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As I’m sure you are all aware, the NHL is most likely going to expand to Seattle in the next several years. Seattle has always been on the NHL wish list, and they finally have a plan to renovate their arena for hockey and basketball.
The investment group has already filed for an expansion team with the NHL, and their season ticket drive to gather investment capital and gauge the interest in the team was a complete success. The Seattle group made their ticket sales goal in a matter of minutes, which was not as fast as anyone expected.
So with the talk that Seattle will be joining the league sometime in the next couple of years, I want to talk a little about what they are going to look like when they come into the league. The NHL has stated that Seattle will have very similar Expansion Draft opportunities to what the Vegas Golden Knights did in 2017. The current NHL teams will be able to protect certain players from Seattle, but Seattle will have a very good chance to pick up some quality players from the rest of the league.
But don’t expect Seattle to have the instant success that Vegas is having right now. NHL teams have learned just how strong their hands were tied in certain cases, and they will take a better look at what they can do to protect the players they value most. Maybe we will see a team like the Columbus Blue Jackets hold on to a player like William Karlsson, who is currently leading the Golden Knights in goals.
Vegas also had the perfect combination of players and coaching. I’m not sure that Seattle is going to be able to get the same level of coaching as the Golden Knights are getting from Gerard Gallant. Vegas certainly picked up players that fit the way Gallant wanted the team to play, and they have been unprecedentedly successful this year. I would expect some natural regression from Vegas next season, but time will tell just how far they will regress, if at all.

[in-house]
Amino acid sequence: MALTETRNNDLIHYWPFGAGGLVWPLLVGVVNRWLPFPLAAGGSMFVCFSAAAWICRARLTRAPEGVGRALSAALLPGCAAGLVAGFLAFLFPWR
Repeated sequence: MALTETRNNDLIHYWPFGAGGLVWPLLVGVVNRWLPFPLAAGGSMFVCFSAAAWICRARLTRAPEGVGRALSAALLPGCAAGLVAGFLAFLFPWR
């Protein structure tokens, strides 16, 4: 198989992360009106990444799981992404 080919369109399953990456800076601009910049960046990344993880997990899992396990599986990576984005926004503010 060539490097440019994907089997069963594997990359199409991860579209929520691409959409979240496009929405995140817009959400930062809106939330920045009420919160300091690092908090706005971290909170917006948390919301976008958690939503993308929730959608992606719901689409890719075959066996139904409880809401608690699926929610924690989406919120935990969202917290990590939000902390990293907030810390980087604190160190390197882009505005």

Seattle will probably struggle a little bit more coming out of the gates, but don’t expect them to not be competitive. I would image the ceiling for that team should be set at a Wild Card level, even though Vegas is going to win the Pacific Division in its first year. We are not going to see Seattle struggle like the 2016-17 version of the Colorado Avalanche.
So, what is this going to mean for the alignment of teams in the NHL. The natural fit would be to stick them into the Pacific Division, but that would put that division at nine team, while the Central only have seven. I think splitting the league up into two conferences and eight divisions makes the most sense. Think about the NFL’s division system, and you get the idea. This system would allow for more regionally-based divisions. Let’s take a look at the East:
Division #1: Tampa Bay Lightning, Florida Panthers, Carolina Hurricanes, and Washington Capitals.
Division #2: Philadelphia Flyers, New Jersey Devils, New York Rangers, and New York Islanders.
Division #3: Boston Bruins, Buffalo Sabres, Ottawa Senators, and Montreal Canadiens.
Division #4: Columbus Blue Jackets, Detroit Red Wings, Toronto Maple Leafs, and Pittsburgh Penguins.
The first two divisions are easy to put together. You can use the geography to put Division 1 together, and you maintain the rivalry of Tampa/Florida. The second division also makes sense, since all of those teams are basically right on top of each other.
It gets a little trickier after that, but in keeping a “northeast/west” theme here would make sense. You can lump the Sabres and Bruins together, as well as the Jackets and Wings. So then it’s about putting the other four teams in good spots, but those could easily be flipped around a bit.
What about the West?
Division #1: Anaheim Ducks, Los Angeles Kings, Arizona Coyotes, and Dallas Stars.
Division #2: San Jose Sharks, Seattle, Vancouver Canucks, and Vegas Golden Knights.
Division #3: Edmonton Oilers, Calgary Flames, Colorado Avalanche, and Winnipeg Jets.
Division #4: Minnesota Wild, Chicago Blackhawks, St. Louis Blues, and Nashville Predators.
Obviously, the West doesn’t have that natural geography like the East, but that is due to the teams being so spread out compared to the East. I tried to keep a geographical theme here, but there a few different ways to do it. Honestly, the hardest part is determining where the California teams go, because the Sharks just fit in a couple different spots.
The point, though, is that I think the best way to line things up would be a eight division breakdown of teams, as opposed to the four division format we have now. If we stick with four divisions, you are going to be moving the Golden Knights to the Central, which wouldn’t be the end of the world, but wouldn’t be my favorite thing. Time will tell us what we can expect for NHL re-alignment, but that’s my pitch for the eight division. Stay tuned for a comment about the NHL playoff format, as that is a very hot topic around the hockey world right now.